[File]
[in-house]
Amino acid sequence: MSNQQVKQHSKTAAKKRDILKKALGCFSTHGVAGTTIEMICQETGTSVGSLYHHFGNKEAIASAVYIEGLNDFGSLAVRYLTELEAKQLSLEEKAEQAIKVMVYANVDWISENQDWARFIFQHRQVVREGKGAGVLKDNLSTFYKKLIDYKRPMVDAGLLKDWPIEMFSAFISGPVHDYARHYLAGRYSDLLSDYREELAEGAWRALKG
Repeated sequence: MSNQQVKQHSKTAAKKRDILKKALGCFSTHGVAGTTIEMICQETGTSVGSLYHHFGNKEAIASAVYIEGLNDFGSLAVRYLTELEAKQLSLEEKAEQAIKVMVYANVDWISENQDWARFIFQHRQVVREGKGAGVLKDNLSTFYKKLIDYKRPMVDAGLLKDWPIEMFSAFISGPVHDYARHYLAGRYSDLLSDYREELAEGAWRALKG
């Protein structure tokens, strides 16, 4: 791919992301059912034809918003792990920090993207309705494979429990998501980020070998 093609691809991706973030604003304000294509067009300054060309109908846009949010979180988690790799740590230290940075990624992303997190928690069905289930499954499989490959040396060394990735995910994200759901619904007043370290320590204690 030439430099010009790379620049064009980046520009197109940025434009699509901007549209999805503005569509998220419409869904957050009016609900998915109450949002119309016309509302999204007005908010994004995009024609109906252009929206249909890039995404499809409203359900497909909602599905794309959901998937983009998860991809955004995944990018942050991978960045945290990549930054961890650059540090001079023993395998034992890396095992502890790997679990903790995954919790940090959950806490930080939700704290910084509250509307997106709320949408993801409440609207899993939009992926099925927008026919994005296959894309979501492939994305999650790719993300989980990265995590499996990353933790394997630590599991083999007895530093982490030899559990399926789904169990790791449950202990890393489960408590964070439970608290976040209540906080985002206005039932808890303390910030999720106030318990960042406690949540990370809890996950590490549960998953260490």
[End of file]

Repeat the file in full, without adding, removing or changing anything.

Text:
[in-house]
Amino acid sequence: MSNQQVKQHSKTAAKKRDILKKALGCFSTHGVAGTTIEMICQETGTSVGSLYHHFGNKEAIASAVYIEGLNDFGSLAVRYLTELEAKQLSLEEKAEQAIKVMVYANVDWISENQDWARFIFQHRQVVREGKGAGVLKDNLSTFYKKLIDYKRPMVDAGLLKDWPIEMFSAFISGPVHDYARHYLAGRYSDLLSDYREELAEGAWRALKG
Repeated sequence: MSNQQVKQHSKTAAKKRDILKKALGCFSTHGVAGTTIEMICQETGTSVGSLYHHFGNKEAIASAVYIEGLNDFGSLAVRYLTELEAKQLSLEEKAEQAIKVMVYANVDWISENQDWARFIFQHRQVVREGKGAGVLKDNLSTFYKKLIDYKRPMVDAGLLKDWPIEMFSAFISGPVHDYARHYLAGRYSDLLSDYREELAEGAWRALKG
């Protein structure tokens, strides 16, 4: 791919992301059912034809918003792990920090993207309705494979429990998501980020070998 093609691809991706973030604003304000294509067009300054060309109908846009949010979180988690790799740590230290940075990624992303997190928690069905289930499954499989490959040396060394990735995910994200759901619904007043370290320590204690 030439430099010009790379620049064009980046520009197109940025434009699509901007549209999805503005569509998220419409869904957050009016609900998915109450949002119309016309509302999204007005908010994004995009024609109906252009929206249909890039995404499809409203359900497909909602599905794309959901998937983009998860991809955004995944990018942050991978960045945290990549930054961890650059540090001079023993395998034992890396095992502890790997679990903790995954919790940090959950806490930080939700704290910084509250509307997106709320949408993801409440609207899993939009992926099925927008026919994005296959894309979501492939994305999650790719993300989980990265995590499996990353933790394997630590599991083999007895530093982490030899559990399926789904169990790791449950202990890393489960408590964070439970608290976040209540906080985002206005039932808890303390910030999720106030318990960042406690949540990370809890996950590490549960998953260490």